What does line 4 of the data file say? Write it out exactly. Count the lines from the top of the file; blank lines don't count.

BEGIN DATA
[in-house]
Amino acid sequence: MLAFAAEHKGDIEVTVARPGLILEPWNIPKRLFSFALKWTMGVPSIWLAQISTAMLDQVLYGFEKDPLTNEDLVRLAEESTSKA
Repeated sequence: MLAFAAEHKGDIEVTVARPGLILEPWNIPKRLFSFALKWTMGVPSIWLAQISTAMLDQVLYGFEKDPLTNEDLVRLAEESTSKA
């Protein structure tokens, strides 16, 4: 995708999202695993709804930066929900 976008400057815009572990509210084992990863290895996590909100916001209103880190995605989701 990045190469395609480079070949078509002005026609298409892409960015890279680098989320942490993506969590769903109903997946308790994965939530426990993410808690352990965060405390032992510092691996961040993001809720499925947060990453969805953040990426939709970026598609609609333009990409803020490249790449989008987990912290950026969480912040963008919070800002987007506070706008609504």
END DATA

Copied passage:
């Protein structure tokens, strides 16, 4: 995708999202695993709804930066929900 976008400057815009572990509210084992990863290895996590909100916001209103880190995605989701 990045190469395609480079070949078509002005026609298409892409960015890279680098989320942490993506969590769903109903997946308790994965939530426990993410808690352990965060405390032992510092691996961040993001809720499925947060990453969805953040990426939709970026598609609609333009990409803020490249790449989008987990912290950026969480912040963008919070800002987007506070706008609504």